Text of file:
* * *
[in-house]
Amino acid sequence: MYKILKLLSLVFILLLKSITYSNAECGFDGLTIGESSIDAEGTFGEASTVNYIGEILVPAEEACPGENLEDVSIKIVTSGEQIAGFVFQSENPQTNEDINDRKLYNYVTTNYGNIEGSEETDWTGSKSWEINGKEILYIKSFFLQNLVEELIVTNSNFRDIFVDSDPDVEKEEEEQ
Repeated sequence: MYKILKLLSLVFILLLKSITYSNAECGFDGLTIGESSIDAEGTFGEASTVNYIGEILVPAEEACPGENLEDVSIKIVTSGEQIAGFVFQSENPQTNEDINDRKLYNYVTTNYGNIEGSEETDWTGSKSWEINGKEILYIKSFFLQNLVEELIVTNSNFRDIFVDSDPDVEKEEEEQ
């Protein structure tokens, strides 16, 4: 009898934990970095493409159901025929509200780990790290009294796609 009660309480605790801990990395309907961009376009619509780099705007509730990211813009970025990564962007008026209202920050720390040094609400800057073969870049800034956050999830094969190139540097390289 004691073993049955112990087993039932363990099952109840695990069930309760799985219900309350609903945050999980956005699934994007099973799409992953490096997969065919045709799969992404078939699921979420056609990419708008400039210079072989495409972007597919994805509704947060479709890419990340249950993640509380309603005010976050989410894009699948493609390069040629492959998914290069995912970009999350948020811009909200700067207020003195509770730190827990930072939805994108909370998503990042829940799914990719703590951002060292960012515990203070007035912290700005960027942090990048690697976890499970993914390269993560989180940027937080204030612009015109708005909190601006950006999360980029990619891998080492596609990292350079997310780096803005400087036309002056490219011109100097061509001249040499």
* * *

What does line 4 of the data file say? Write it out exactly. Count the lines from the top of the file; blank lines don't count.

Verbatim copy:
């Protein structure tokens, strides 16, 4: 009898934990970095493409159901025929509200780990790290009294796609 009660309480605790801990990395309907961009376009619509780099705007509730990211813009970025990564962007008026209202920050720390040094609400800057073969870049800034956050999830094969190139540097390289 004691073993049955112990087993039932363990099952109840695990069930309760799985219900309350609903945050999980956005699934994007099973799409992953490096997969065919045709799969992404078939699921979420056609990419708008400039210079072989495409972007597919994805509704947060479709890419990340249950993640509380309603005010976050989410894009699948493609390069040629492959998914290069995912970009999350948020811009909200700067207020003195509770730190827990930072939805994108909370998503990042829940799914990719703590951002060292960012515990203070007035912290700005960027942090990048690697976890499970993914390269993560989180940027937080204030612009015109708005909190601006950006999360980029990619891998080492596609990292350079997310780096803005400087036309002056490219011109100097061509001249040499």